Monday Morning Brief for Aug. 2, 2021: Mint plans public auction
By William T. Gibbs , Coin World, Published: Aug 2, 2021, 7 AM
The United States Mint is moving into uncharted territory with its announcement that it will sell 500 four-coin sets of American Eagle gold and silver bullion coins marking this year’s design changes, with all of the coins personally struck by Mint Director David Ryder.
Although it is a first for the Mint, the auction will not be the first time that the U.S. government has sold coins by public auction. From Oct. 31, 1972, to June 30, 1974, the General Services Administration conducted five mail-bid sales of Carson City Mint silver dollars that had sat in Treasury vaults for nearly a century. Every year, the Treasury Department sells at auction coins it has seized in various criminal proceedings.
One thing that should not be forgotten is that the sets will contain common coins indistinguishable from other coins of the same types. Bidders will be bidding on the accompanying COA with the Ryder’s autograph, essentially.
The Mint decision to create what officials are calling the 2021 American Eagles at Dusk and at Dawn 35th Anniversary sets continues a practice of taking the same coins and offering them in different combinations as a way to rack up more sales. Over the last couple of decades, the Mint has found creative and innovative ways of repackaging coins to add “value.” For example, the Mint has not been satisfied with just offering individual Proof American Eagle silver dollars and Silver Proof sets; it has also combined the two products into the annual Limited Edition Silver Proof set. In most cases, none of the coins in the Limited Edition Silver Proof set are unique to the set for that year; the purchasers are really paying for packaging.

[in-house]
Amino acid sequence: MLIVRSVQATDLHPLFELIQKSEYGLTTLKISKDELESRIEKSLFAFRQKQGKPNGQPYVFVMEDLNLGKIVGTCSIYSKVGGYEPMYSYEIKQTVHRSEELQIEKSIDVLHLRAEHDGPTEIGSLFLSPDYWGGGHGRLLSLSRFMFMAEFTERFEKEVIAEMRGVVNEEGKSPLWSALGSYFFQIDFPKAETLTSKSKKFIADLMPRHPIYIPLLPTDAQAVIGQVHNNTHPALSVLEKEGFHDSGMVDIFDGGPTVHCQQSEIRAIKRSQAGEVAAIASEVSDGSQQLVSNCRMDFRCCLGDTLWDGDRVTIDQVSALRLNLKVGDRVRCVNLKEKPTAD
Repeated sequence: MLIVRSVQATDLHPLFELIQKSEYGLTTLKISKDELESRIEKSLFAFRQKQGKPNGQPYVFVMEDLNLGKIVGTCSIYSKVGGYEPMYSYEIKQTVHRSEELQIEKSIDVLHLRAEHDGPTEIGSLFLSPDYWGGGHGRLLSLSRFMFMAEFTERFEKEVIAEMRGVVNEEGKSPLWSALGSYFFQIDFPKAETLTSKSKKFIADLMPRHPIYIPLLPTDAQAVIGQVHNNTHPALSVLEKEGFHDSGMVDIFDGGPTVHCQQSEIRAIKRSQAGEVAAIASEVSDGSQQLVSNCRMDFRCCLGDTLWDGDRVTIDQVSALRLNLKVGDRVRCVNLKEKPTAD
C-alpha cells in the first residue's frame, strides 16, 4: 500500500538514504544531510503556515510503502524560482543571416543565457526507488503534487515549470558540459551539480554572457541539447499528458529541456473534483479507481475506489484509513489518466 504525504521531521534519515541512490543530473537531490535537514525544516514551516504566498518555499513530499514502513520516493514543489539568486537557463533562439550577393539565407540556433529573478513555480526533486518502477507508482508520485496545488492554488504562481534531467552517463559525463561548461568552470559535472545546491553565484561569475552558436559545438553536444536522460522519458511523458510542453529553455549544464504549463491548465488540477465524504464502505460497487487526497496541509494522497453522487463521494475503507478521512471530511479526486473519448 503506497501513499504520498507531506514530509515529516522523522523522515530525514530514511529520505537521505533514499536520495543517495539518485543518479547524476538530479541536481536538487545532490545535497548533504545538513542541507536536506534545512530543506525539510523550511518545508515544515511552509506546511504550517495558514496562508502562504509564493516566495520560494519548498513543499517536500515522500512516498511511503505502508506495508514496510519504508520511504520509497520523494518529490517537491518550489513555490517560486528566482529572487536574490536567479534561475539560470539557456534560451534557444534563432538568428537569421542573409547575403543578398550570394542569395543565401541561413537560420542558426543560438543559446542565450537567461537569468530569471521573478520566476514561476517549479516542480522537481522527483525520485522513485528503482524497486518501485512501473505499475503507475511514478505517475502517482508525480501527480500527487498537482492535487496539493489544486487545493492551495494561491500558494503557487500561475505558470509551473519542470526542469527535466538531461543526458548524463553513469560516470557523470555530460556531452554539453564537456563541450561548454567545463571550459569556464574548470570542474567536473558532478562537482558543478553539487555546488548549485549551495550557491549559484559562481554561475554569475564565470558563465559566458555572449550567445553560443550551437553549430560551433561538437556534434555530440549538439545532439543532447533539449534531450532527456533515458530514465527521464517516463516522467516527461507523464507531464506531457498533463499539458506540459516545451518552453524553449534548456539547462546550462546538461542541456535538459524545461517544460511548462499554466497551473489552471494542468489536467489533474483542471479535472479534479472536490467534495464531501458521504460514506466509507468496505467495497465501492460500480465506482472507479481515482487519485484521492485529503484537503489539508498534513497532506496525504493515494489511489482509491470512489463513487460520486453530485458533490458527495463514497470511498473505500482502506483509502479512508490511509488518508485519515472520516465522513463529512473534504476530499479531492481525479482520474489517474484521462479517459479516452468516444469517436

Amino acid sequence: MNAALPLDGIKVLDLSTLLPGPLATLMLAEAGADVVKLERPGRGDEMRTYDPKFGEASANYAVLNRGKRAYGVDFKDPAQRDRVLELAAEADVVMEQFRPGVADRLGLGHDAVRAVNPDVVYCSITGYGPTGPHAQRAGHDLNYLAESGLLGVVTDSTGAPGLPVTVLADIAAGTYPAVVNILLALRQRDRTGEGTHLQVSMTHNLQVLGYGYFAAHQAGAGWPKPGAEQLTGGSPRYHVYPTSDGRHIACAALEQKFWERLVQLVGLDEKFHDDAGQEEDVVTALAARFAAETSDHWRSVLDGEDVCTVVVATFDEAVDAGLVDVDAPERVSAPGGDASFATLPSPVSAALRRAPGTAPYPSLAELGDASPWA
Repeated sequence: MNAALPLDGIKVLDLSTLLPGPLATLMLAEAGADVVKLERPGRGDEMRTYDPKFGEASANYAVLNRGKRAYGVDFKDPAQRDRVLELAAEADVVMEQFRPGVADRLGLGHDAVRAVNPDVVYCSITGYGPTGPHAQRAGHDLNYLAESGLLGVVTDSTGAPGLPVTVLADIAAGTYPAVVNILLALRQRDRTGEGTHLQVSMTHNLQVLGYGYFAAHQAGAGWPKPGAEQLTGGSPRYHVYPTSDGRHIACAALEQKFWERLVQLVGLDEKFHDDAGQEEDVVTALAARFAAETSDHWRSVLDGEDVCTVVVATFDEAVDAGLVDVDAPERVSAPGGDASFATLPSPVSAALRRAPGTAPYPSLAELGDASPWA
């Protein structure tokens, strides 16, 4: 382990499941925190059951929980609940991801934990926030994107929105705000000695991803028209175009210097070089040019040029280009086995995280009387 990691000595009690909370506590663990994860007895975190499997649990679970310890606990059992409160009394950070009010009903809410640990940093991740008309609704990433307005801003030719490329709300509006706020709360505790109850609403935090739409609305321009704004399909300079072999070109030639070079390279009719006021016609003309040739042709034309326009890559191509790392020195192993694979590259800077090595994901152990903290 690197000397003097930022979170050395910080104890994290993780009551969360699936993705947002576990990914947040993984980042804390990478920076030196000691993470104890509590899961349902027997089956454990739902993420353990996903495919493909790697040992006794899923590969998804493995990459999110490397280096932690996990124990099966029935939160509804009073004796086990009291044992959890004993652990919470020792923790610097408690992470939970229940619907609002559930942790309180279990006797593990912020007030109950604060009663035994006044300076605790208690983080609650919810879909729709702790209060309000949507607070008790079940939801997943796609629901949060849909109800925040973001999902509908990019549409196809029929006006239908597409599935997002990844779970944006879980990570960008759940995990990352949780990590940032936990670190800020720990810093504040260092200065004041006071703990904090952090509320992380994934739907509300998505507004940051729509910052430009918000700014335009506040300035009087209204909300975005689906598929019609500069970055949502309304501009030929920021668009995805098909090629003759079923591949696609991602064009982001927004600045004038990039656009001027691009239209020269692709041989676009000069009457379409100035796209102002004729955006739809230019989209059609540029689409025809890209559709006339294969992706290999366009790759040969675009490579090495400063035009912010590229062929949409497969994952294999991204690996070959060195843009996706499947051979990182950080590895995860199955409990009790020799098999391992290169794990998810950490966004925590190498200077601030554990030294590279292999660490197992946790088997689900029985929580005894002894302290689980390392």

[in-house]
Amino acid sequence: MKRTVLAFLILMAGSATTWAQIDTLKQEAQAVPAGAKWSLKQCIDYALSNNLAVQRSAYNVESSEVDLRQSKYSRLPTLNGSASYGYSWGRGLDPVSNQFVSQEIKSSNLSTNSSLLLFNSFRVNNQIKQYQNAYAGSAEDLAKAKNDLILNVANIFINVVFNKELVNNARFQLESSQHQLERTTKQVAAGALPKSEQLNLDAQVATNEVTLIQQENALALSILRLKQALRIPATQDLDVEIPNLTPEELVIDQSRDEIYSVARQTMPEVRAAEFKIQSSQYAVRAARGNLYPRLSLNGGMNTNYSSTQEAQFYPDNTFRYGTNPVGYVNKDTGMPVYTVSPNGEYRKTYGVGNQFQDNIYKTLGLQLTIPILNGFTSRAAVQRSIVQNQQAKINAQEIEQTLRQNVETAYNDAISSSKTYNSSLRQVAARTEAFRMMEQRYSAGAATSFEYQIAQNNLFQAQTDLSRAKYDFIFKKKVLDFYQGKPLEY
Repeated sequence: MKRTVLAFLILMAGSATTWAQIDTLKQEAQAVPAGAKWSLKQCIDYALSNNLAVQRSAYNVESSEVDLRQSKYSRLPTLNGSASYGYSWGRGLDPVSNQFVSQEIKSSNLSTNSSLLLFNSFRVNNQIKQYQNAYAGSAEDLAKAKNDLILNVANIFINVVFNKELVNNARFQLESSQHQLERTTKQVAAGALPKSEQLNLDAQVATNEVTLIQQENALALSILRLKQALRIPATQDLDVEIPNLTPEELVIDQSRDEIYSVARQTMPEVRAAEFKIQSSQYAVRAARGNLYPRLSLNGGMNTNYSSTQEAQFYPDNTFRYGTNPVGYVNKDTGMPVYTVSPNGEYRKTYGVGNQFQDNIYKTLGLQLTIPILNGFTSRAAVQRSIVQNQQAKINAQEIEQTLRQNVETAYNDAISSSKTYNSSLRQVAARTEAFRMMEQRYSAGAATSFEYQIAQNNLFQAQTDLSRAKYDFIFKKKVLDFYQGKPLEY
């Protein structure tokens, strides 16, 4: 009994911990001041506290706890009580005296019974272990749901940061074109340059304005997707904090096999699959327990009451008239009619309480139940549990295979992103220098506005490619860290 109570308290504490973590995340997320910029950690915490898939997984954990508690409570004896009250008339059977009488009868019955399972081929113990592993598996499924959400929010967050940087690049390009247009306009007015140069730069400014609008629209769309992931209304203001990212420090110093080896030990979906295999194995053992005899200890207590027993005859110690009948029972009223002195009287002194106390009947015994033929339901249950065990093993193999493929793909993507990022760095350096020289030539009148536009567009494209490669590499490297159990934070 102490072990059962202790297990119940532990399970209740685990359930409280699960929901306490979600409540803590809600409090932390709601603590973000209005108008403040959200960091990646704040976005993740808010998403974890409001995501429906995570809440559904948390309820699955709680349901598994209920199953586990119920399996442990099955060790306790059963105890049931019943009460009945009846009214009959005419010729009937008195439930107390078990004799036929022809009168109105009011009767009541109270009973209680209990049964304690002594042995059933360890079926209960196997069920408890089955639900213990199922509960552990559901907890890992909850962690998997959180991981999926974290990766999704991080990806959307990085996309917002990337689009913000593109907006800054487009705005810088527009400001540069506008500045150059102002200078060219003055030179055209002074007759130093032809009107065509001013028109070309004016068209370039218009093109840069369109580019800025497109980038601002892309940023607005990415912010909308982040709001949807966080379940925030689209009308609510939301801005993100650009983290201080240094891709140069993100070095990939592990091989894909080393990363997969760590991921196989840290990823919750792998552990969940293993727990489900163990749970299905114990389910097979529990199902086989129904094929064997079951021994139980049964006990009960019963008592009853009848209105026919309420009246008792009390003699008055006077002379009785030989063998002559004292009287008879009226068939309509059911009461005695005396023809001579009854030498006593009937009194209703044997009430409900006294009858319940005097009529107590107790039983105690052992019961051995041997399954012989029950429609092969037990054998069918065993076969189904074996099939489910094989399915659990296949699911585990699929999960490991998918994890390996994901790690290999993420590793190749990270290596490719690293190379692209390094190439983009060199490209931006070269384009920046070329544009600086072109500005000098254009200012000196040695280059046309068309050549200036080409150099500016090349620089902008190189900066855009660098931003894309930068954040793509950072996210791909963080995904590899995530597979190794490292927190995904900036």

So far, the Mint has provided no details about the type of auction to be conducted or how the coins will be packaged, or whether the sets or COA will be serially numbered in any way. No matter the format, it is likely that dealers will have the upper hand in successfully bidding on the sets. Dealers have the financial advantage over most collectors, especially in most kinds of auctions.
If this auction is “successful” in whatever way the Mint defines success, do not be surprised to see similar future auctions. Whether that is a good thing or a bad thing remains to be seen.
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